In the 1990s, however, Dengist strategic caution still dictated limits on this appeal to xenophobic anger.  Agitation against the United States, at least, was still dangerous.  Especially after the collapse of the Soviet Union and the Gulf War of 1991, the United States was an unchallenged superpower; confrontation with America could be profoundly dangerous to a China that was still weak and dependent upon “outward” economic engagement.  The CCP needed a foreign enemy against which to whip up nationalist venom, but finding this political foil in Washington was still out of the question.

But Japan was now a different situation.  Whereas in the 1970s and 1980s even many Americans had feared the onrushing colossus of export-driven Japanese economic power, by the mid-1990s Japan was languishing in its “lost decade,” and appeared, to the PRC, to have squandered its earlier advantages.  This made congenial engagement with Japan seem less necessary, because there appeared to be little for a rising China to learn from a Japan lost in the economic doldrums.  At the same time, Tokyo’s problems made confrontation seem less costly: from Beijing’s perspective, Japan was clearly no longer a proto- superpower which Chinese should treat respectfully for fear of painful consequences.

At a time when it badly needed an enemy image to cultivate through increasingly ugly nationalist propaganda, the CCP perceived China’s old Japanese adversary to have become weak enough – relative to the PRC, which was itself growing quickly – that anti-Japanese viciousness could be cultivated with little negative consequence.  It is not a coincidence that it was at this time that Jiang Zemin’s “patriotic education campaign” of the mid-1990s got going, and anti-Japanese themes increasingly came to preoccupy the propaganda apparatus of the Chinese Party-State.  At least as applied to Tokyo, therefore, Dengist strategic caution began to be phased out, sacrificed on the altar of domestic legitimacy-building by the Chinese regime.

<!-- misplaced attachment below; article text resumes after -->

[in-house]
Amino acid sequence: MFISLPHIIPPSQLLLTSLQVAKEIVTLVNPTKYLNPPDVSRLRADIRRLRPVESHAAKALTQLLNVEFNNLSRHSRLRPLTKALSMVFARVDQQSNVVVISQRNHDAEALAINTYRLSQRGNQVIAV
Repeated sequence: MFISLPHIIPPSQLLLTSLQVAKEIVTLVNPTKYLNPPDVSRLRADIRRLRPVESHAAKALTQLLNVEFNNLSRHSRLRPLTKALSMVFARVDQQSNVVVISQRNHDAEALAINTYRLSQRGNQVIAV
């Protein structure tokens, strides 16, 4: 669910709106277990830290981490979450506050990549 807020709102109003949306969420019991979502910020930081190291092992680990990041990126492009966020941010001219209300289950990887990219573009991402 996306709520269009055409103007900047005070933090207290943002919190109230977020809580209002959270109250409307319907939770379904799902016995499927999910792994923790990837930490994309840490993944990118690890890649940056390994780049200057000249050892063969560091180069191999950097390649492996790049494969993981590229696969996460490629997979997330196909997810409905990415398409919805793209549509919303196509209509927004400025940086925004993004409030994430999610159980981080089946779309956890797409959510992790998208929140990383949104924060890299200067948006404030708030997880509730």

III.       Lessons?

The development of the CCP’s stepped-up anti-Japanese political discourse in the 1990s may offer a cautionary tale for those of us in both our governments concerned with the implications of China’s rise and the future of trans-Pacific relations today.  On the one hand, this case study suggests that despite the PRC’s apparent hopes for Sinocentric predominance, Beijing is sensitive to the potential costs of confrontation with strong and resolute foreign powers – and is capable of strategic caution in avoiding provocative approaches under Deng’s rubric of “biding time.”  On the other hand, the “Japan case” also suggests that relations with Beijing can turn ugly rather quickly if the PRC regime decides that it can engage in confrontation with relative impunity, particularly where internal CCP legitimacy problems make it useful to declare the existence of enemies bent on harming China and robbing it of its birthright of “return.”